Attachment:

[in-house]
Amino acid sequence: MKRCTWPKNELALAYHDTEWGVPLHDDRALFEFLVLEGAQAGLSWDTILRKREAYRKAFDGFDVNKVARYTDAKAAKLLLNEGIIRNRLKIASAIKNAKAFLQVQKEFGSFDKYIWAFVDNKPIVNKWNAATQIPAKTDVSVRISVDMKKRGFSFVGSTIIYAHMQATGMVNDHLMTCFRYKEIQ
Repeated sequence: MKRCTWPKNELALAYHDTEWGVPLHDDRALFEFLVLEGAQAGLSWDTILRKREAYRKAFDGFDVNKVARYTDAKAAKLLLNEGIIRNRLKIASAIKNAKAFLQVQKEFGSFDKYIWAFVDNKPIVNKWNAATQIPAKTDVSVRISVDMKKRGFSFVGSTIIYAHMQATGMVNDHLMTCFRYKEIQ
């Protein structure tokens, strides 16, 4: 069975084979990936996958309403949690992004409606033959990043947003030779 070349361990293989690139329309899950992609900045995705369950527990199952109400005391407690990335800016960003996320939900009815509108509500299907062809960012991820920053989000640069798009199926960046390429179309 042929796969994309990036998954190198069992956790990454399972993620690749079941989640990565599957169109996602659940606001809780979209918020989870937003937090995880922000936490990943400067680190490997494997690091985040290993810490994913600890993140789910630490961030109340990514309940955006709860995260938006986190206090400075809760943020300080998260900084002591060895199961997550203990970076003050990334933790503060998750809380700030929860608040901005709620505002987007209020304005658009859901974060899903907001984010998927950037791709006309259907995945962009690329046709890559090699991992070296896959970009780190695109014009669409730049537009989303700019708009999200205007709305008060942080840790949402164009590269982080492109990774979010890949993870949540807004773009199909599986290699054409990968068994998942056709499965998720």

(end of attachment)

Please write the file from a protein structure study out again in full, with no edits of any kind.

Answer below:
[in-house]
Amino acid sequence: MKRCTWPKNELALAYHDTEWGVPLHDDRALFEFLVLEGAQAGLSWDTILRKREAYRKAFDGFDVNKVARYTDAKAAKLLLNEGIIRNRLKIASAIKNAKAFLQVQKEFGSFDKYIWAFVDNKPIVNKWNAATQIPAKTDVSVRISVDMKKRGFSFVGSTIIYAHMQATGMVNDHLMTCFRYKEIQ
Repeated sequence: MKRCTWPKNELALAYHDTEWGVPLHDDRALFEFLVLEGAQAGLSWDTILRKREAYRKAFDGFDVNKVARYTDAKAAKLLLNEGIIRNRLKIASAIKNAKAFLQVQKEFGSFDKYIWAFVDNKPIVNKWNAATQIPAKTDVSVRISVDMKKRGFSFVGSTIIYAHMQATGMVNDHLMTCFRYKEIQ
């Protein structure tokens, strides 16, 4: 069975084979990936996958309403949690992004409606033959990043947003030779 070349361990293989690139329309899950992609900045995705369950527990199952109400005391407690990335800016960003996320939900009815509108509500299907062809960012991820920053989000640069798009199926960046390429179309 042929796969994309990036998954190198069992956790990454399972993620690749079941989640990565599957169109996602659940606001809780979209918020989870937003937090995880922000936490990943400067680190490997494997690091985040290993810490994913600890993140789910630490961030109340990514309940955006709860995260938006986190206090400075809760943020300080998260900084002591060895199961997550203990970076003050990334933790503060998750809380700030929860608040901005709620505002987007209020304005658009859901974060899903907001984010998927950037791709006309259907995945962009690329046709890559090699991992070296896959970009780190695109014009669409730049537009989303700019708009999200205007709305008060942080840790949402164009590269982080492109990774979010890949993870949540807004773009199909599986290699054409990968068994998942056709499965998720």